Like others, I am surprised that this record is considered such a classic. There is a tendency in internet criticism to get pretty excited by a band’s best record – or even just a band’s best record in years – and decide it is therefore a “classic”. I know nothing of Immolation but I do know a bit about death metal. And this record is, um, just death death metal.
It’s very good death metal and there’s arguably more going on in the average song than in lots of other death metal. (Though, apparently, there’s actually less than in early Immolation records. Which is something.) The growl is extremely deep. The drums are super brutal and super busy. (And quite forward in the mix compared to some records.) And the guitars are super heavy, almost to the point of sounding processed at times. (But not in a bad sense, more in the sense of how thick they sound.) The guitarists also deviate at least a little bit from conventional death metal playing in some of the riffs, which is nice. (In fact, if the drums and bass had more swing to them, it would almost groove, at times.)
But it’s just death metal, occasionally verging into technical death metal (maybe). It’s very well executed, but it’s hard to understand why a 2000 death metal album has been deemed incredibly important by a bunch of people. I’ve seen a claim that tons of death metal bands in the aughts copied this record. Um, okay. I guess that makes it a big deal if you care about aughts death metal. But, I gotta say, as someone who listens to music beyond death metal, I don’t really care about the mini trends in the 21st century within a metal subgenre that was invented in, like, 1985. It’s hard for me to know why I should care about that when there was plenty of interesting and compelling and actually innovative metal being made at the same time (metal that doesn’t sound like just a way better sounding version of early ‘s metal).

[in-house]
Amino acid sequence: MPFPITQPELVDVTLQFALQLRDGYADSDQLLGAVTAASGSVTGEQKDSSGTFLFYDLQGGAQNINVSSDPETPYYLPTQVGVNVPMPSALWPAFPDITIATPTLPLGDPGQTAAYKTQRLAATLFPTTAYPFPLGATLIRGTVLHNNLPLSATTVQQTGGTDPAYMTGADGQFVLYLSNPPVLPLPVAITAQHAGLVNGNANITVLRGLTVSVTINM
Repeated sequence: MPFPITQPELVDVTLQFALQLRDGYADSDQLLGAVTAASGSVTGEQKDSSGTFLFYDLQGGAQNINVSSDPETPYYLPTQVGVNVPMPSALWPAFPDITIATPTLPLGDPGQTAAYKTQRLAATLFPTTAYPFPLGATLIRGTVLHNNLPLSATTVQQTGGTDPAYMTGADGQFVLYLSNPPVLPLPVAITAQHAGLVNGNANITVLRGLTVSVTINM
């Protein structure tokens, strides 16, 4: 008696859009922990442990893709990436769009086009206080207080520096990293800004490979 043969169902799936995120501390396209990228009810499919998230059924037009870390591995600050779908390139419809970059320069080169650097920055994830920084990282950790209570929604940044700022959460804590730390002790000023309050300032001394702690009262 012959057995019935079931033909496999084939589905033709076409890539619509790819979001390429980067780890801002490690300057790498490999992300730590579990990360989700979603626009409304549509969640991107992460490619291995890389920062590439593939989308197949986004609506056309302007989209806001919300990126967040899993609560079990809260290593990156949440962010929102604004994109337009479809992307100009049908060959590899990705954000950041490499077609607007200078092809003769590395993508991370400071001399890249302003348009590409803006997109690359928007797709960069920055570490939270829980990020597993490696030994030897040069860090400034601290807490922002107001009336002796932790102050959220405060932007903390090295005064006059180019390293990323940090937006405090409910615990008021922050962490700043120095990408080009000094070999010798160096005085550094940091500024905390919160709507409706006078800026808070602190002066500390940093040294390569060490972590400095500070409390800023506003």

I’m not trying to be critical of this record. It’s good death metal. But it is good death metal in late 2000, 15 years into the genre’s history. It sounds really good now, because it was recorded in 2000 with better technology than early death metal bands (including Immolation) had access to.